http://livewithcfs.blogspot.com/2011/03/young-people-with-cfs-speak-up-about-me.html

And the project's official website:

http://www.speakupaboutme.org/

Sue Jackson

Written Testimony Due April 18

Source: US Federal Register
        Volume 76, Number 55, Page 15982
Date:   March 22, 2011
URL:    
http://frwebgate3.access.gpo.gov/cgi-bin/TEXTgate.cgi?WAISdocID=MTDX0H/0/1/0


DEPARTMENT OF HEALTH AND HUMAN SERVICES

Meeting of the Chronic Fatigue Syndrome Advisory Committee
----------------------------------------------------------

AGENCY: Department of Health and Human Services, Office of
the  Secretary, Office of the Assistant Secretary
for Health.

ACTION: Notice.

SUMMARY: As stipulated by the Federal Advisory Committee Act,
the U.S. Department of Health and Human Services is hereby
giving notice that the Chronic Fatigue Syndrome Advisory
Committee (CFSAC) will hold a meeting. The meeting will be
open to the public.

DATES: The meeting will be held on Tuesday and Wednesday,
May 10 and 11, 2011. The meeting will be held from 9 a.m.
until 5 p.m. on May 10, 2011, and 9 a.m. until 4:30 p.m. on
May 11, 2011.

ADDRESSES: Department of Health and Human Services; Room 800,
Hubert H. Humphrey Building; 200 Independence Avenue, SW.,
Washington, DC 20201. For a map and directions to the Hubert
H. Humphrey building, please visit
http://www.hhs.gov/about/hhhmap.html.

FOR FURTHER INFORMATION CONTACT: Wanda K. Jones, DrPH;
Executive Secretary, Chronic Fatigue Syndrome Advisory
Committee, Department of Health and Human Services; 200
Independence Avenue, SW., Hubert Humphrey Building, Room
712E; Washington, DC 20201. Please direct all inquiries
to cfsac@hhs.gov.

SUPPLEMENTARY INFORMATION: CFSAC was established on
September 5, 2002.
The Committee shall advise and make recommendations to
the Secretary, through the Assistant Secretary for Health,
on a broad range of topics including (1) the current state
of knowledge and research and the relevant gaps in
knowledge and research about the epidemiology, etiologies,
biomarkers and risk factors relating to CFS, and
identifying potential opportunities in these areas; (2)
impact and implications of current and proposed diagnosis
and treatment methods for CFS; (3) development and
implementation of programs to inform the public, health
care professionals, and the biomedical academic and
research communities about CFS advances; and (4)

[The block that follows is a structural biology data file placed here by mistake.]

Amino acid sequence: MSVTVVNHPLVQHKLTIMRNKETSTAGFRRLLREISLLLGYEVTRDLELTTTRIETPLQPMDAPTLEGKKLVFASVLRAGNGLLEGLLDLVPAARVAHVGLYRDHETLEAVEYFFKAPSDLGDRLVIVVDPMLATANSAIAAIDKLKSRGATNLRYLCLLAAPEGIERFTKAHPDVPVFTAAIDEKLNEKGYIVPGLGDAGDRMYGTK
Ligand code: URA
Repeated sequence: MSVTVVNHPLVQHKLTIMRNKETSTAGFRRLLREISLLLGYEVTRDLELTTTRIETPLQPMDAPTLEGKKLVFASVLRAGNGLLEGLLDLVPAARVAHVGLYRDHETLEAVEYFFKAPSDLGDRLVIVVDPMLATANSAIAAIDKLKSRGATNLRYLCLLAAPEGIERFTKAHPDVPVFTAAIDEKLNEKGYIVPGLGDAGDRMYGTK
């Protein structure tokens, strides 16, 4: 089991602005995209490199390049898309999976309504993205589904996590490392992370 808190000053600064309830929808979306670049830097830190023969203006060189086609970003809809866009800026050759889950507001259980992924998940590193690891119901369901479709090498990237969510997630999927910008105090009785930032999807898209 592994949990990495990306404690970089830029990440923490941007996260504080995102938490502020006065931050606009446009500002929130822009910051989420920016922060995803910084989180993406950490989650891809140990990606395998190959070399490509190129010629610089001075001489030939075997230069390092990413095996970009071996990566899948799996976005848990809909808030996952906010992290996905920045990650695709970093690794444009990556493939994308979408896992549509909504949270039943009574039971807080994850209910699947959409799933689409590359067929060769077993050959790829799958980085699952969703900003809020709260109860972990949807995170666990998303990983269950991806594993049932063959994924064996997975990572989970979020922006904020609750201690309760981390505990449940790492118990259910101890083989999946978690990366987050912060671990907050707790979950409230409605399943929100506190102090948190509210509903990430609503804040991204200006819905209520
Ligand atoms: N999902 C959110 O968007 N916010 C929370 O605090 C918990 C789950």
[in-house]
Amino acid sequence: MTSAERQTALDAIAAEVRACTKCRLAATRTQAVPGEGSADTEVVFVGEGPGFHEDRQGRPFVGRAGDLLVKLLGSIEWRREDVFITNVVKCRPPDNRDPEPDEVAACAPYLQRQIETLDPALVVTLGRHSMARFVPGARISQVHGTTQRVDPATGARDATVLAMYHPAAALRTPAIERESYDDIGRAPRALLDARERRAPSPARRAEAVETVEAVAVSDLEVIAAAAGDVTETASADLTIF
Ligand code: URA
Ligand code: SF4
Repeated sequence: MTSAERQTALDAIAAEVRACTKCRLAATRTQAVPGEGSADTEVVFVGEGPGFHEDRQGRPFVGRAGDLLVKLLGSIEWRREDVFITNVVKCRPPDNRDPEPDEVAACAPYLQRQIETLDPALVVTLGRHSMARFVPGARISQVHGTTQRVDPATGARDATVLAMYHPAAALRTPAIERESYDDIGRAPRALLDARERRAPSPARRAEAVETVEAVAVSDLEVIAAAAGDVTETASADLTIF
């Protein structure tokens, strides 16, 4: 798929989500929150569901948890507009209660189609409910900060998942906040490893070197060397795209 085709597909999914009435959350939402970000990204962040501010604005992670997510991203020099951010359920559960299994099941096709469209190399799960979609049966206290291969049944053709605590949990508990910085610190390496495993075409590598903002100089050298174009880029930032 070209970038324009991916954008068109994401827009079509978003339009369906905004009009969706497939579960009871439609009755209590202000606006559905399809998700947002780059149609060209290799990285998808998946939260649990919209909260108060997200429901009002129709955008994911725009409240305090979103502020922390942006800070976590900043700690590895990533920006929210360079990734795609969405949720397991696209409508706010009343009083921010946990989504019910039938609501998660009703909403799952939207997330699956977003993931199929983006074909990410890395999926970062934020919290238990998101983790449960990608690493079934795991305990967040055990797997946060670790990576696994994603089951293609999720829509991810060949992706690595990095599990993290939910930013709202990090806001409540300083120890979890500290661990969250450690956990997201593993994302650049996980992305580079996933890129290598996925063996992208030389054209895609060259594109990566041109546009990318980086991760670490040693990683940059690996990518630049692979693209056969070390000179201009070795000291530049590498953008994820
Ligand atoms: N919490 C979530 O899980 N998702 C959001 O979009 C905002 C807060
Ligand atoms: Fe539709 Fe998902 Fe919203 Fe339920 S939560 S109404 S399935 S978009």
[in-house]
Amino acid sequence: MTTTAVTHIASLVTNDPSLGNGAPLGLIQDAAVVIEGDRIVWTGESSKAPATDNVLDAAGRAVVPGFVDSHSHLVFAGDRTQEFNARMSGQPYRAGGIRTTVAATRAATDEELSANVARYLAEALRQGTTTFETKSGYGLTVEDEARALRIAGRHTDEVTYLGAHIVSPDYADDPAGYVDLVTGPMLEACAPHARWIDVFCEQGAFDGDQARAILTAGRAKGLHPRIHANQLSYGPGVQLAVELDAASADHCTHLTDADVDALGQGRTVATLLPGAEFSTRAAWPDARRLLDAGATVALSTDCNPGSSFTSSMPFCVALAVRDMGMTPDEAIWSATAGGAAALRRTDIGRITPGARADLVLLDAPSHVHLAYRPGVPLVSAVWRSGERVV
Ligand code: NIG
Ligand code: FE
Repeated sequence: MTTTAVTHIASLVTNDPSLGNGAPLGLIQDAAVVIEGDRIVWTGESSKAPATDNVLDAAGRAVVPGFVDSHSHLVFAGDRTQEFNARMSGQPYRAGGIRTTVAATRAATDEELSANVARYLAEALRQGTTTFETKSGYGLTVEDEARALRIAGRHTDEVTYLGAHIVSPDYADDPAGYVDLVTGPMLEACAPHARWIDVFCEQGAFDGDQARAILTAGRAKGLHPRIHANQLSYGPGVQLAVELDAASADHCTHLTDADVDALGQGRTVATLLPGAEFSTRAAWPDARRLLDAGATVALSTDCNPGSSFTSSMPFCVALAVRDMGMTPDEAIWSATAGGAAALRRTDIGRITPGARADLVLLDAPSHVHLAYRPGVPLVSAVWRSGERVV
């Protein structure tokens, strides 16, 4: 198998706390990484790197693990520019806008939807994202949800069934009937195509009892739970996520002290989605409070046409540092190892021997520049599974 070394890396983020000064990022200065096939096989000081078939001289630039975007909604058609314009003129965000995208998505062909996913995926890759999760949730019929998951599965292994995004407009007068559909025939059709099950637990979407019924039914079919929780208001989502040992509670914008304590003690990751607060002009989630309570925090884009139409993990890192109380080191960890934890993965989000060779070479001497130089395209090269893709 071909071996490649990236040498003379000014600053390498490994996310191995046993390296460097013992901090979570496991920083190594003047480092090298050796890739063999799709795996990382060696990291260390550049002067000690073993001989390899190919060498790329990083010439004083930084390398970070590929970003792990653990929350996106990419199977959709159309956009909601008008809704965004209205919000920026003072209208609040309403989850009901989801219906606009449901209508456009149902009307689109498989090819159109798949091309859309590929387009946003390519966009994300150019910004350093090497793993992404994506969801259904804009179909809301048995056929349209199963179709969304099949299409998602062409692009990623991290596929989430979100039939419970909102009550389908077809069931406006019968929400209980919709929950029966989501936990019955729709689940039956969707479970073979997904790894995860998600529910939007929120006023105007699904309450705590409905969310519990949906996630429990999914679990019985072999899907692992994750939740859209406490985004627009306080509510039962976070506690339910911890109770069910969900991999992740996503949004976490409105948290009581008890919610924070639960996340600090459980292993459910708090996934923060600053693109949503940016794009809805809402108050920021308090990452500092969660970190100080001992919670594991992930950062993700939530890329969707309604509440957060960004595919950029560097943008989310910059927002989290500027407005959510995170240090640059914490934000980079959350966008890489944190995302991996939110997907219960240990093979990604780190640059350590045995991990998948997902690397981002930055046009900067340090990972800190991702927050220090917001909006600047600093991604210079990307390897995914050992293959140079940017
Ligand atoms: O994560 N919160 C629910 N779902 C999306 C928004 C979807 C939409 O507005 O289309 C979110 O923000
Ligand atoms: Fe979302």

partnering to improve the quality of life of CFS
patients.

The agenda for this meeting is being developed. The agenda
will be posted on the CFSAC Web site,
   http://www.hhs.gov/advcomcfs
when it is finalized. The meeting will be broadcast over
the Internet as a real-time streaming video. It also will
be recorded and archived for on demand viewing through
the CFSAC Web site.

Public attendance at the meeting is limited to space
available.

Individuals must provide a government-issued photo ID for
entry into the building where the meeting is scheduled to
be held. Those attending the meeting will need to sign-in
prior to entering the meeting room.

Individuals who plan to attend and need special assistance,
such as sign language interpretation or other reasonable
accommodations, should notify the designated contact
person at cfsac@hhs.gov in advance.

Members of the public will have the opportunity to provide
oral testimony at the May 10-11, 2011, meeting if pre-
registered.

Individuals who wish to address the Committee during the
public comment session must pre-register by Monday, April
18, 2011, via e-mail to cfsac@hhs.gov. Time slots for
public comment will be available on a first-come, first-
served basis and will be limited to five minutes per
speaker; no exceptions will be made. Individuals
registering for public comment should submit a copy of
their oral testimony in advance to cfsac@hhs.gov, prior to
the close of business on Monday, April 18, 2011.

If you do not submit your written testimony by the close
of business Monday, April 18, 2011, you may bring a copy
to the meeting and present it to a CFSAC Support Team
staff member. Your testimony will be included in a
notebook available for viewing by the public on a table
at the back of the meeting room.

Members of the public not providing public comment at the
meeting who wish to have printed material distributed to
CFSAC members for review should submit, at a minimum,
one copy of the material to the Executive Secretary, at
cfsac@hhs.gov, prior to close of business on Monday,
April 18, 2011. Submissions are limited to five
typewritten pages. If you wish to remain anonymous,
please notify the CFSAC support team upon submission of
your materials to cfsac@hhs.gov.

All testimony and printed material submitted for the
meeting are part of the official meeting record and will
be uploaded to the CFSAC Web site and made available for
public inspection. Testimony and materials submitted
should not include any sensitive personal information,
such as a person's social security number; date of
birth; driver's license number, State identification
number or foreign country equivalent; passport number;
financial account number; or credit or debit card number.
Sensitive health information, such as medical records or
other individually identifiable health information, or